Charles cites the scenario of how it may be in eight years time someone is going to come up with a framework to use on whatever system they are programming – be that an IoT app or a huge supercomputer.
“That will be a framework that handles security and all you have to do is worry about programming.”
He says he is not “holding his breath” on the likelihood of his happening, however., for a variety of reasons.
“This is quite a complex problem, but until that [framework] exists, this is a pressing area of software – to make that type of self-help possible.”
This is where the need to educate people in general about security comes to the fore, but Charles says people are increasingly catching on.
“The new generation takes their software security much the same way they might take their personal security. That’s the attitude you want,” he says.
Turning to developers themselves, Charles reflects on the difficulty in keeping up with security at the minute, particularly with app development.
Software security is more than just about coding, he says, but also about functionality.
In addition, developers have to think and anticipate how users will use the technology.
He says it is often the case that designers do not anticipate such user behaviour.
“Increasingly, users like to break hack or modify systems of find alternative applications. Understanding this behaviour can lead to better customer solutions and new product ideas.”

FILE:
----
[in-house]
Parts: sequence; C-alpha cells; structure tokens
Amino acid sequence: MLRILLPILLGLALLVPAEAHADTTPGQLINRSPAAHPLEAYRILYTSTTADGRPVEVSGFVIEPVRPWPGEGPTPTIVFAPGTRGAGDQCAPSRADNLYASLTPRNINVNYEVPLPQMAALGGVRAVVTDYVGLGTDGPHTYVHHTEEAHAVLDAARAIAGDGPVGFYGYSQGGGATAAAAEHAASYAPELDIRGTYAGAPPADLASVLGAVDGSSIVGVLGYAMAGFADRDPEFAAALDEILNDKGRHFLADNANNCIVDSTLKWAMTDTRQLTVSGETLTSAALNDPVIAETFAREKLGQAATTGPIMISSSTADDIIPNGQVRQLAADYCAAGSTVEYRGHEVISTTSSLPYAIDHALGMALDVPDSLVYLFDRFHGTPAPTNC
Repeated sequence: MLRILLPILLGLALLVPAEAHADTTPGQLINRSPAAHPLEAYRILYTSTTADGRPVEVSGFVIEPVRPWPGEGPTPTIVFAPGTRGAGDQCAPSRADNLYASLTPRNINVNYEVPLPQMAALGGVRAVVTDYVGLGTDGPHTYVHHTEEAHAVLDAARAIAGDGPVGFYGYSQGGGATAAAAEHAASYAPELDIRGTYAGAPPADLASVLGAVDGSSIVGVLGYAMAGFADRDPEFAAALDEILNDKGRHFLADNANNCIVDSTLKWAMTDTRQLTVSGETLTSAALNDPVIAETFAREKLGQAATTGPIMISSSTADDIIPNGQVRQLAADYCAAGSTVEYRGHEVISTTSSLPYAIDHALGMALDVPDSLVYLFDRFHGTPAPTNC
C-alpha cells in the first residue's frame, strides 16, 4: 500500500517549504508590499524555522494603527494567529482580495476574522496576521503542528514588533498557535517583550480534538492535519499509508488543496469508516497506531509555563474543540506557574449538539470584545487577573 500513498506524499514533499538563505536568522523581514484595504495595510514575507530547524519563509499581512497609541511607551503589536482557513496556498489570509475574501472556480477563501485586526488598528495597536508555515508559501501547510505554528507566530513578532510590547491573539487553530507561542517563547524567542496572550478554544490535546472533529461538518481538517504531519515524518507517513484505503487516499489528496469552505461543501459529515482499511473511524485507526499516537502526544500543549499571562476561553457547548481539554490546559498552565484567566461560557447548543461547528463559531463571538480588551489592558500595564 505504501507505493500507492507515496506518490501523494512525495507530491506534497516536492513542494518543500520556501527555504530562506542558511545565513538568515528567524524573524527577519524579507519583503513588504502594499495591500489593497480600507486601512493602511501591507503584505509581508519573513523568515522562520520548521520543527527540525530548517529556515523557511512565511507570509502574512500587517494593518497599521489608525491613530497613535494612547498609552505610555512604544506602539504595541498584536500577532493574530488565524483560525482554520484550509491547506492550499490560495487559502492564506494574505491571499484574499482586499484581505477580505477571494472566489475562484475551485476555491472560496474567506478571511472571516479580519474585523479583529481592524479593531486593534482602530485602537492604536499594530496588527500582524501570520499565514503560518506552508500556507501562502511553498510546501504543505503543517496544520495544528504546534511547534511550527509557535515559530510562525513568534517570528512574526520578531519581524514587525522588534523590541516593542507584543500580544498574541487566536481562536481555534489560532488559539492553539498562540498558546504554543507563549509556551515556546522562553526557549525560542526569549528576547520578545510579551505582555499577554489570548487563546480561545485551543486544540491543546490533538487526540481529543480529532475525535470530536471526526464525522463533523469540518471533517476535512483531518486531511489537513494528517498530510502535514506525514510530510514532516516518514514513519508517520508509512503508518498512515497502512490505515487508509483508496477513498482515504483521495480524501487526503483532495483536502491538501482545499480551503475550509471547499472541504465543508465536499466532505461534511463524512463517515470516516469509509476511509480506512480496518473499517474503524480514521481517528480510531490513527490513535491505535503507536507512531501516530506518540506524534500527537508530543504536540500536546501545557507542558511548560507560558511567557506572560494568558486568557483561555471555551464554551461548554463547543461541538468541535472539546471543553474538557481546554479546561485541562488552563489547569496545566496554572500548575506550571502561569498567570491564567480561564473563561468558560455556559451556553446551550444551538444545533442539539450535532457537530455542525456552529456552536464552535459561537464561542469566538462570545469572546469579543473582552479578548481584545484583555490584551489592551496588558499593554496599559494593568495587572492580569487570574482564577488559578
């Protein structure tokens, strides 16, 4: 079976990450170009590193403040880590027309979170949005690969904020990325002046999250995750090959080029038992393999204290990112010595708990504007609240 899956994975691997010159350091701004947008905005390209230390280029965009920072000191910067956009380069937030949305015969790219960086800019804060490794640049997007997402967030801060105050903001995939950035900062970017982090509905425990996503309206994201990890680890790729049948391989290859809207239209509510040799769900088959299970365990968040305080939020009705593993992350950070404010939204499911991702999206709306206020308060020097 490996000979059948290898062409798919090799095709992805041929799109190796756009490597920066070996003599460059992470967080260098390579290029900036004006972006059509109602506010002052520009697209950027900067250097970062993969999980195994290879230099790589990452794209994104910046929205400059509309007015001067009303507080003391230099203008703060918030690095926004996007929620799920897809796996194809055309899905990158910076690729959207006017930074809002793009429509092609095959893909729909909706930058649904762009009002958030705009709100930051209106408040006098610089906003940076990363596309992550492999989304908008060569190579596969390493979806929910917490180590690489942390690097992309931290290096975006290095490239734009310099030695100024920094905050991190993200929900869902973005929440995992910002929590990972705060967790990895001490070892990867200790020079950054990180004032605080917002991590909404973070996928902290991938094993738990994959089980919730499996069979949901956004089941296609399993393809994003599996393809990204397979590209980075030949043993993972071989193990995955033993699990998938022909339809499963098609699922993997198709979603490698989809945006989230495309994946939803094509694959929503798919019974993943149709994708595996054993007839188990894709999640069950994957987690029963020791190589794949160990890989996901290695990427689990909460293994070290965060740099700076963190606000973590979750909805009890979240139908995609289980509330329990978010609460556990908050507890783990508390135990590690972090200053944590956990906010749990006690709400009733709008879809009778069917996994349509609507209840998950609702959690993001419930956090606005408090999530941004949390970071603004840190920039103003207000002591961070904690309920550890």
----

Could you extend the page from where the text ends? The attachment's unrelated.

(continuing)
And this is an area not just for developers to keep apace – but also for researchers and educators.
According to Andrew, academics also need to stay on the cusp of secure system development, learning both from developers themselves and from an overall industry, to help shape how they teach the next generation of IT professionals.
“This is a rapidly changing environment and we are all learning to learn at an increasing speed,” he says.
For students who might be thinking of studying computer science or data engineering, Andrew says that university does not provide people with “answers”, however.
“If you are lucky, it teaches you how to ask the right questions and how to begin your journey of learning.”
And while the world is changing at a rapid pace in terms of digital advancements, Andrew says it is still important to take a step back from the screen every now and again.
“Stand in front of an original work of art in a gallery and take in not just the image but the sense of place, the smell, the texture of the surface, the sound of the space and our shared humanity,”.
Coming back to solving a problem after taking a step away from it can be a huge boost to a fresh viewpoint. Unfortunately, developers still have to learn-by-doing when it comes to the most current of problems but education, whether classical or through peers, will near always create a strong baseline for approaching and solving new problems.
Author: David Pepper
David is a recruitment professional who takes a consultative approach to finding and placing the best talent. He is an avid photographer and tech follower who loves to dabble in digital projects.